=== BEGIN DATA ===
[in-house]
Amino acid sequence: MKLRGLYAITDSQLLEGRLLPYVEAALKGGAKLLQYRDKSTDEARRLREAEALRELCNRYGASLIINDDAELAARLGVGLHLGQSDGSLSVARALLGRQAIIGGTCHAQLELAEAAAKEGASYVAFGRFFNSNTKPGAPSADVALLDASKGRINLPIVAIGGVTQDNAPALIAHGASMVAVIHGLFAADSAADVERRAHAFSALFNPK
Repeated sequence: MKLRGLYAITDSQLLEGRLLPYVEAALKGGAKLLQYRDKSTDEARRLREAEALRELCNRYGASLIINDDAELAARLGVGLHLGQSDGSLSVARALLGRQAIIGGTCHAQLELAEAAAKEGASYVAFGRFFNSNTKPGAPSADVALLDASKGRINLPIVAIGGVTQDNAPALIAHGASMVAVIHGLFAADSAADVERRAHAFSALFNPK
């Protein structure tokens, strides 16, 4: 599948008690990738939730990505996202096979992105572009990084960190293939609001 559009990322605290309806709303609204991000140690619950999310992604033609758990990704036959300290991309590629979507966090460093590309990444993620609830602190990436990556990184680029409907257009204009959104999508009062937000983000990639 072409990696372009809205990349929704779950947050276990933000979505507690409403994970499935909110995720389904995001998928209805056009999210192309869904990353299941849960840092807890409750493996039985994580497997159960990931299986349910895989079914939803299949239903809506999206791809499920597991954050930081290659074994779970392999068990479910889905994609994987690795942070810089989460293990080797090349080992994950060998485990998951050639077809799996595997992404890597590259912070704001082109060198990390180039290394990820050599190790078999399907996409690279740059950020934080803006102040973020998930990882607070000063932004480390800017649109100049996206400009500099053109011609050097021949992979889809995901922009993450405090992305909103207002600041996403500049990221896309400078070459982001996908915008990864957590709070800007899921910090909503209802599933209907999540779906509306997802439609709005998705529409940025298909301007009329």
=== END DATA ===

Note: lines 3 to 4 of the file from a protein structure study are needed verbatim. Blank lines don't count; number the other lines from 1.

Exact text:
Repeated sequence: MKLRGLYAITDSQLLEGRLLPYVEAALKGGAKLLQYRDKSTDEARRLREAEALRELCNRYGASLIINDDAELAARLGVGLHLGQSDGSLSVARALLGRQAIIGGTCHAQLELAEAAAKEGASYVAFGRFFNSNTKPGAPSADVALLDASKGRINLPIVAIGGVTQDNAPALIAHGASMVAVIHGLFAADSAADVERRAHAFSALFNPK
């Protein structure tokens, strides 16, 4: 599948008690990738939730990505996202096979992105572009990084960190293939609001 559009990322605290309806709303609204991000140690619950999310992604033609758990990704036959300290991309590629979507966090460093590309990444993620609830602190990436990556990184680029409907257009204009959104999508009062937000983000990639 072409990696372009809205990349929704779950947050276990933000979505507690409403994970499935909110995720389904995001998928209805056009999210192309869904990353299941849960840092807890409750493996039985994580497997159960990931299986349910895989079914939803299949239903809506999206791809499920597991954050930081290659074994779970392999068990479910889905994609994987690795942070810089989460293990080797090349080992994950060998485990998951050639077809799996595997992404890597590259912070704001082109060198990390180039290394990820050599190790078999399907996409690279740059950020934080803006102040973020998930990882607070000063932004480390800017649109100049996206400009500099053109011609050097021949992979889809995901922009993450405090992305909103207002600041996403500049990221896309400078070459982001996908915008990864957590709070800007899921910090909503209802599933209907999540779906509306997802439609709005998705529409940025298909301007009329």